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Last Updated: Saturday, 18 February 2006, 12:26 GMT
The day Khrushchev denounced Stalin

By John Rettie
Former BBC correspondent

Fifty years ago the leader of the Soviet Union, Nikita Khrushchev, stunned the communist world by denouncing his predecessor, Stalin, as a torturer and a murderer. But the speech was made in secret to the Communist Party elite, so how did it leak out? Former Reuters and BBC correspondent John Rettie reflects on how he broke the story.

Nikita Khrushchev
Nikita Khrushchev stepped down as prime minister in 1964
One evening, early in March 1956, I was in my Moscow flat packing before leaving on holiday to Stockholm the following morning when the phone rang.

It was Kostya Orlov, a young Soviet citizen of my acquaintance, whose urgent voice I heard saying: "I've got to see you before you go."

I was reluctant, as it was getting late and I had to leave early for a break I was more than ready for.

For 10 days in February, Moscow's few Western correspondents had been covering the 20th Congress of the Soviet Communist Party, where "the cult of personality", a veiled reference to Stalin, was repeatedly denounced.

But the night after the congress formally closed, the party's Central Committee building was humming with activity into the early hours, its windows ablaze with light. Why, we wondered, after the congress was over?

Under Stalin, no Soviet citizen would have dared risk unauthorised contact with a foreigner
And then the rumours began.

Khrushchev, it was said, had made a shattering report to a secret session, openly denouncing Stalin by name as a murderer and torturer of party members. This was so traumatic that it is now said some delegates had heart attacks during the speech, and others committed suicide afterwards.

Hearing the urgency in Orlov's voice, I invited him over at once.

KGB denial

In those days a Westerner was lucky to have any unofficial Soviet friends.

Joseph Stalin
Born in Georgia in 1879, Stalin was the Soviet leader until 1953
Under Stalin, no Soviet citizen would have dared risk unauthorised contact with a foreigner. It would have meant instant arrest as a suspected spy.

True, in the three years since his death, Moscow's citizens had relaxed somewhat under the warm glow of Khrushchev's "thaw", but not all that much. Fear still lurked only just beneath the surface, and Muscovites were still very wary.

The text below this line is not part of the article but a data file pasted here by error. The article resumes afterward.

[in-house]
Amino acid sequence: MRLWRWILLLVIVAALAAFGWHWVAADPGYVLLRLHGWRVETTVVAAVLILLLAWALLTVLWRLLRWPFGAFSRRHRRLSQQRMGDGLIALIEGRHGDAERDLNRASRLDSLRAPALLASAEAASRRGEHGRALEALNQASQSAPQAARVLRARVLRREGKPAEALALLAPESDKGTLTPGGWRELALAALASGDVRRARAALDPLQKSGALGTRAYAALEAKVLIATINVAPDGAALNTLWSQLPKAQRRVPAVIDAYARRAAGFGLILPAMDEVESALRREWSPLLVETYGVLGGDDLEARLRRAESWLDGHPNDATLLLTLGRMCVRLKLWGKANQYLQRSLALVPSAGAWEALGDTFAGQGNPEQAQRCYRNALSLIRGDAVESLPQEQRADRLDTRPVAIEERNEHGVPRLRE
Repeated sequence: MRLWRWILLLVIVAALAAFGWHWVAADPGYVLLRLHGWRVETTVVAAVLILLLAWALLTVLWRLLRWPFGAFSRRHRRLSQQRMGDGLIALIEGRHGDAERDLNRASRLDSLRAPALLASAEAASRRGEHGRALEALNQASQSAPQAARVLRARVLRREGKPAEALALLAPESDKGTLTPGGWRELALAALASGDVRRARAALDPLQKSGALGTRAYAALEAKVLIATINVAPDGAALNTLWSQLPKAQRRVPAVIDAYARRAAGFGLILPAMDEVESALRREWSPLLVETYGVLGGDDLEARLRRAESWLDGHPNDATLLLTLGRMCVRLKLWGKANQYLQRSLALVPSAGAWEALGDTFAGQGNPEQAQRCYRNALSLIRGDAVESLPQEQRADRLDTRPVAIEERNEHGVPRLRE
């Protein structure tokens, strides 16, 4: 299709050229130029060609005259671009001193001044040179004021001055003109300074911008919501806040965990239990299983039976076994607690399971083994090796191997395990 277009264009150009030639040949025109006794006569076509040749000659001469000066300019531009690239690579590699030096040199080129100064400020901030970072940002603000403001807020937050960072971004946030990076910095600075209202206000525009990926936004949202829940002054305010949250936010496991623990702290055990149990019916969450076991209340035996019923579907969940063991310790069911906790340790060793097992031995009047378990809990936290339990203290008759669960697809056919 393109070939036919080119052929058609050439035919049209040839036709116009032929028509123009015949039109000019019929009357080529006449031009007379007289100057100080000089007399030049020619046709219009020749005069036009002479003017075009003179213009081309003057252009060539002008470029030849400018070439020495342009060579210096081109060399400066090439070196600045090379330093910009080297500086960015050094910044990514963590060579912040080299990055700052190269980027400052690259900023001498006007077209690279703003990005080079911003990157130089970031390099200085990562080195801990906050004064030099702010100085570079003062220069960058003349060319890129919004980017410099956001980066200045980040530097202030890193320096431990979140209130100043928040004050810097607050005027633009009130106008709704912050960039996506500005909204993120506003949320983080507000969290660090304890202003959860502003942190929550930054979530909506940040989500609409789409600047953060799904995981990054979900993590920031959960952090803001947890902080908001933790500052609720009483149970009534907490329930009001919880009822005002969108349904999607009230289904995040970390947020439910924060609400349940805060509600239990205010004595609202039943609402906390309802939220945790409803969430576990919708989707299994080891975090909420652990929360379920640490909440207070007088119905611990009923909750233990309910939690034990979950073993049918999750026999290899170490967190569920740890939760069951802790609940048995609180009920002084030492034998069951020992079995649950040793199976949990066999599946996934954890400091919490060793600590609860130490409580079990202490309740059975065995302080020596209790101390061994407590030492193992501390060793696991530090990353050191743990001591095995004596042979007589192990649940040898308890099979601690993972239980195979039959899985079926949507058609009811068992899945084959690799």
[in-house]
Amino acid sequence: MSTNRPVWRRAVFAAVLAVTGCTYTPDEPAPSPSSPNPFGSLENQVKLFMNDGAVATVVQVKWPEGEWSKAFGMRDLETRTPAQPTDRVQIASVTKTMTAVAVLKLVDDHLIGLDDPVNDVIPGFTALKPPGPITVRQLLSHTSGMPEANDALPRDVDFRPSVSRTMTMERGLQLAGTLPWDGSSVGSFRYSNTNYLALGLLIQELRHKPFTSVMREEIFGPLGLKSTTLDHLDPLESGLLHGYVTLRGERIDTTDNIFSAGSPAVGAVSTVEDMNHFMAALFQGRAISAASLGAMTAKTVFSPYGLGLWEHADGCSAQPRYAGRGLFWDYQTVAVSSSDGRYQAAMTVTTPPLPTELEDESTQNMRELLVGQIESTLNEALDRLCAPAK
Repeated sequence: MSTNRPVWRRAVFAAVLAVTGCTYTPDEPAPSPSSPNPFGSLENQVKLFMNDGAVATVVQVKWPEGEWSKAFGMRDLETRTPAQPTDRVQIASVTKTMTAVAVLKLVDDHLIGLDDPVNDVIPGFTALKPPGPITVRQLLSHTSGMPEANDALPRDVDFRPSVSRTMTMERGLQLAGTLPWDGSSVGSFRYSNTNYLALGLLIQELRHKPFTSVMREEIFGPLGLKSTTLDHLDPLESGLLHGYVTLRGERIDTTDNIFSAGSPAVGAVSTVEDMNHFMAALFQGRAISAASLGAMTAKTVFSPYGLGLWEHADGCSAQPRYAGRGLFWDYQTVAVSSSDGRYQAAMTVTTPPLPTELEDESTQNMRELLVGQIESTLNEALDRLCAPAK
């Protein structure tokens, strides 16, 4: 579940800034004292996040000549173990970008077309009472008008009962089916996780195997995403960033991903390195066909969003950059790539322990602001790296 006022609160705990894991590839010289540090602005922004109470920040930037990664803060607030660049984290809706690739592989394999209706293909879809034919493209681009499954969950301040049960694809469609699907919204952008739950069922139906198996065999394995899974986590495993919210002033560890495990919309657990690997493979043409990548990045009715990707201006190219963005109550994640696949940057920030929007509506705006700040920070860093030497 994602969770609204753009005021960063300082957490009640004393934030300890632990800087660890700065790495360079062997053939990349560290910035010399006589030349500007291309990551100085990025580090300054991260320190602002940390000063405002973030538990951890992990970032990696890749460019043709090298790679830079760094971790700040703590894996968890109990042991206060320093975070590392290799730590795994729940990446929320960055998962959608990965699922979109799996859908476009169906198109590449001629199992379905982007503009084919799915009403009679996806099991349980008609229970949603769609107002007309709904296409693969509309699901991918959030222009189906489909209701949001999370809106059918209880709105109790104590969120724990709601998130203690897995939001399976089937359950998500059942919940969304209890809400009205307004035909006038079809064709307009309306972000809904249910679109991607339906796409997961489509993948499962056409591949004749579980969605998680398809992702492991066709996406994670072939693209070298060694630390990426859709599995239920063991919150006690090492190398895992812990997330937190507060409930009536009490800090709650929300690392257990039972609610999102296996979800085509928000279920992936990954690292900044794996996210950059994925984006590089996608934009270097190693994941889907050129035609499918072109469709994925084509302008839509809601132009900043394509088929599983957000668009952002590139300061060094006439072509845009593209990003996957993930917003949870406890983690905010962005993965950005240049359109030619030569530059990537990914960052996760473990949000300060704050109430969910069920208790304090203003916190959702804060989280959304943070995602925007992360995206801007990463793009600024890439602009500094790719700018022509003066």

But Orlov seemed quite unperturbed.

I had met him a year before and he had invited me to his single room in a communal dwelling, where so many Soviet citizens still lived in wretched conditions, a decade after World War II.

More often, though, he came to my flat in a block reserved for Westerners, whose entrance was guarded round the clock to keep Soviet citizens out.

But Orlov came and went without trouble, which made me suspect him of working for the KGB.

Naive, of course, I should have guessed that he definitely was, though he always hotly denied it, even 30 years later. But still, he had often given me useful scraps of information, though nothing of great importance.

Midnight meetings

But this time it was different.

To avoid microphones, we tramped through the snow as I told him the whole tale

Without any notes, he launched into a detailed account of the very speech we had been hearing about, which was even more sensational than I had thought. He said it was being read to party meetings, and that a friend of his was a local party secretary who had let him see it.

But the question was: could I believe him?

Yes, it fitted in with what little we did know, and Orlov had been right about lesser matters before.

Still, I did not feel I could on my own break the censorship and file such an earth-shaking and dubiously sourced story from outside the country. What if it were a false plant?

The consequences could be dire, both for me and for Reuters.

In Moscow the thaw turned to deep freeze, and soon afterwards the KGB began to put pressure on me
I called Sidney Weiland, who was my boss, and arranged to meet him at midnight.

To avoid microphones, we tramped through the snow as I told him the whole tale, pausing just now and then under street lights to consult my notes. And in the end we decided we did believe it.

Government 'pressure'

The next day I flew nervously to Stockholm with my notebook burning a hole in my pocket.

I asked Reuters to keep my name off the story and use a dateline other than Moscow. After all, I had to go back there and was desperate not to be suspected of breaking the censorship.

By then it was obvious to me that Orlov could not possibly have been acting on his own
In the event nothing happened to me when I returned, until the autumn, that is, when shockwaves from the speech unleashed the Hungarian uprising, unrest all over Central Europe and even within the Soviet Union itself.

In Moscow the thaw turned to deep freeze, and soon afterwards the KGB began to put pressure on me. So I asked to be recalled to London, and never expected to go back to Moscow.

But 32 years later, in the new thaw of Mikhail Gorbachev, I did go back, this time for the Guardian newspaper.

By then it was obvious to me that Orlov could not possibly have been acting on his own.

So who had ordered that he should pass details of the speech to me?

Could it have been Nikita Khrushchev himself, who wanted the world to know that he had broken with Stalin?

Everybody I asked agreed that it probably was and I think so too, but will never find out for sure.

From Our Own Correspondent was broadcast on Saturday, 18 February, 2006 at 1130 GMT on BBC Radio 4. Please check the programme schedules for World Service transmission times.

SEE ALSO:
Timeline: Soviet Union
02 Jul 04 |  Country profiles


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